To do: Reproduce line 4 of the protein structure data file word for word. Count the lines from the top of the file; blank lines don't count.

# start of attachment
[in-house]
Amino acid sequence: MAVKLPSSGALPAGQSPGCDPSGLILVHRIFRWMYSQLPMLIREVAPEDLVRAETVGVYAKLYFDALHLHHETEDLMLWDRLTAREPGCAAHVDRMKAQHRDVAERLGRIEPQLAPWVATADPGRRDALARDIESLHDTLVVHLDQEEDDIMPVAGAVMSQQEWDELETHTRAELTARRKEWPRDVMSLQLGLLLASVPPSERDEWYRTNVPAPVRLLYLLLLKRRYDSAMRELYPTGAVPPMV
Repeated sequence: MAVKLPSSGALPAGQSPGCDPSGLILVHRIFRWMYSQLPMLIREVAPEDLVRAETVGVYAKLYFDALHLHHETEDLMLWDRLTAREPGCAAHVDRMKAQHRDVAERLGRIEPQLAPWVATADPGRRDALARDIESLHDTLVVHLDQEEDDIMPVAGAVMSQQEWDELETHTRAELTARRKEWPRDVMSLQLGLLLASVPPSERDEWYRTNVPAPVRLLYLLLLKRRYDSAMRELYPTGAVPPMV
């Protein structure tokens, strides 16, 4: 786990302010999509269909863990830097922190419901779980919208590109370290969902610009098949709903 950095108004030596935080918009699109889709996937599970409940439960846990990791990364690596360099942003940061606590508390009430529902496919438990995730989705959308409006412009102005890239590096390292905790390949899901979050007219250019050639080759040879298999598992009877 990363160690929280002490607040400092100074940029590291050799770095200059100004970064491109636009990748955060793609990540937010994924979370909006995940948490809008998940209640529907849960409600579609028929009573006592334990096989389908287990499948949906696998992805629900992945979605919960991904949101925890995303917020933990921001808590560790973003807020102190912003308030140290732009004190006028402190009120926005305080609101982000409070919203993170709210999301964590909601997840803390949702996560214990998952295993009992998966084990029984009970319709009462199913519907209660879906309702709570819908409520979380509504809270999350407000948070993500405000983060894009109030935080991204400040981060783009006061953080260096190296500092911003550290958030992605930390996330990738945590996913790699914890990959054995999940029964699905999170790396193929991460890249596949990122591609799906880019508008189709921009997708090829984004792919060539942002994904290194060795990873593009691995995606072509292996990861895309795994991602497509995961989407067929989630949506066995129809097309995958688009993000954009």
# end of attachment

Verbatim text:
């Protein structure tokens, strides 16, 4: 786990302010999509269909863990830097922190419901779980919208590109370290969902610009098949709903 950095108004030596935080918009699109889709996937599970409940439960846990990791990364690596360099942003940061606590508390009430529902496919438990995730989705959308409006412009102005890239590096390292905790390949899901979050007219250019050639080759040879298999598992009877 990363160690929280002490607040400092100074940029590291050799770095200059100004970064491109636009990748955060793609990540937010994924979370909006995940948490809008998940209640529907849960409600579609028929009573006592334990096989389908287990499948949906696998992805629900992945979605919960991904949101925890995303917020933990921001808590560790973003807020102190912003308030140290732009004190006028402190009120926005305080609101982000409070919203993170709210999301964590909601997840803390949702996560214990998952295993009992998966084990029984009970319709009462199913519907209660879906309702709570819908409520979380509504809270999350407000948070993500405000983060894009109030935080991204400040981060783009006061953080260096190296500092911003550290958030992605930390996330990738945590996913790699914890990959054995999940029964699905999170790396193929991460890249596949990122591609799906880019508008189709921009997708090829984004792919060539942002994904290194060795990873593009691995995606072509292996990861895309795994991602497509995961989407067929989630949506066995129809097309995958688009993000954009």